The paper presents results of seeding experiment of sliver fir (Abies alba Mill.) and Norway spruce (Picea abies L. Karst) in the selection forest. There is still a lack of knowledge about the germination and survival of seedlings in the differentiated forests. The experiment was performed in a managed forest with the selection structure. We established 24 sowing plots in the altitude 960-1050 m a.s.l., north exposure. One hundred of germinative seeds were sowed per one 1 m × 1 m plot. The level of direct and diffuse radiation and share of canopy gaps were measured on each of sowing plots. We analyzed the effect of applied tree species, different soil treatment, date of sowing and light environment on the abundance of germinated and survived seedlings. In addition, we studied the impact of climate conditions (average day temperatures and precipitations) on the seeds germination as well. The analysis revealed the direct effect of climate factors on the survival of spruce seedlings. We recorded the precipitation deficiency of 40 mm during the monitored 42 days that closely corresponded with the highest-recorded mortality of spruce seedlings (73 %). In time of the first inventory, the total amount of spruce seedlings was almost twenty-fold higher than the number of germinated firs. However, in time of the last inventory, the abundance of fir seedlings was 3.5 times higher than that of spruce seedlings. The different level of neither direct and diffuse radiation nor openness affected directly the average number of survived seedlings.
Agency: Cordis | Branch: FP7 | Program: CSA-SA | Phase: ENV.2007.1.1.5.1. | Award Amount: 1.17M | Year: 2008
The Project ClimateWater is aimed as the first step on the analysis and synthesis of data and information on the likely (known, assumed, expected, modelled, forecasted, predicted, estimated etc.) water related impacts of the changes of the climate with special regard to their risk and to the urgency of getting prepared to combat these changes and their impacts. The Project will identify all adaptation strategies that were developed in Europe and also globally for handling (preventing, eliminating, combating, mitigating) the impacts of global climate changes on water resources and aquatic ecosystems, including all other water related issues of the society and nature. Research needs in the field of climate impact on the water cycle and water users will be identified with special regard to enable the ranking of adaptation action in the light of the magnitude of impact on water resources and the urgency of the action needed. The most important output of the project will be the identification of gaps that would hinder the implementation of the EU water policy in combating climate impacts on water.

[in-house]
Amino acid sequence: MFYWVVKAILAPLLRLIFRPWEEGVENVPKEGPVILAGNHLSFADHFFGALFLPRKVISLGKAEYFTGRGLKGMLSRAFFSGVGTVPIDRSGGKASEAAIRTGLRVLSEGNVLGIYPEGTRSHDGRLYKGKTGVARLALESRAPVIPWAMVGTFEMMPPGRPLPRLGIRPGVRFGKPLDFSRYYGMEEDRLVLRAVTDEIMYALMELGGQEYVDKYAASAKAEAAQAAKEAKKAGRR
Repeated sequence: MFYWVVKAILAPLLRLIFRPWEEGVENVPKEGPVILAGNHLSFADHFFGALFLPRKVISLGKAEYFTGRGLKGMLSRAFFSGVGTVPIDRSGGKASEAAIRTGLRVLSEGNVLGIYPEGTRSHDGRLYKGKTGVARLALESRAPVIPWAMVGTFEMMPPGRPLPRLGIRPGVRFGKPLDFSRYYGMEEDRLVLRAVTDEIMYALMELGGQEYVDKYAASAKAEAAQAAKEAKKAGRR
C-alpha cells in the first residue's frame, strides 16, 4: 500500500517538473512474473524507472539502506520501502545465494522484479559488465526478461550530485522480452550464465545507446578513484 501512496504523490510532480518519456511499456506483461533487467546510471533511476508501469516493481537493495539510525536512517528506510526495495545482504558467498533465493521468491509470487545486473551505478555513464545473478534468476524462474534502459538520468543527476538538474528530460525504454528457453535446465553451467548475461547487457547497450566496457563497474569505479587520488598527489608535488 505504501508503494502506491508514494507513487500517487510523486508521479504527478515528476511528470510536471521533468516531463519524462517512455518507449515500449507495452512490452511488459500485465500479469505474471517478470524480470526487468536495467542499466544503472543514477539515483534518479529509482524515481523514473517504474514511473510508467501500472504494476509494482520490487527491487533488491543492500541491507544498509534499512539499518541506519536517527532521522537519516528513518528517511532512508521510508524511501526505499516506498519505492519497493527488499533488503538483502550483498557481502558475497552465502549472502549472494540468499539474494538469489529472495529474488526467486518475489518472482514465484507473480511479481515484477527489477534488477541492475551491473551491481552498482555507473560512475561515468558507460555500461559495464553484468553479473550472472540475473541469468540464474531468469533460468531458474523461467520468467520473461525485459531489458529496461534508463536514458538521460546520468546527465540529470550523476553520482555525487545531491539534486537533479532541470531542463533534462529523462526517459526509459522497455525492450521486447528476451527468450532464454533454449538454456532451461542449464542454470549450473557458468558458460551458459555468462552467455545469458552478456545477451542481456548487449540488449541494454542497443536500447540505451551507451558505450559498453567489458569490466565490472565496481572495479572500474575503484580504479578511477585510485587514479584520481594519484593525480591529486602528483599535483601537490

St'astny P.,Slovensky hydrometeorologicky ustav |
Polcak N.,Slovensky hydrometeorologicky ustav
Geograficky Casopis | Year: 2011
Evaluation of the effects of geographical factors on the wind condition in the specific area is based on the geographical location of the area and the general circulation of the atmosphere and specific local circulation patterns. Various topographic forms and altitude spectra of the area and surroudings, the active surface roughness, vegetation type, urban areas and water bodies influence them. Specific thermodynamic conditions resulting from seasonal changes in the circulation patterns are included among the geographic factors. © Institute of Geography SAS.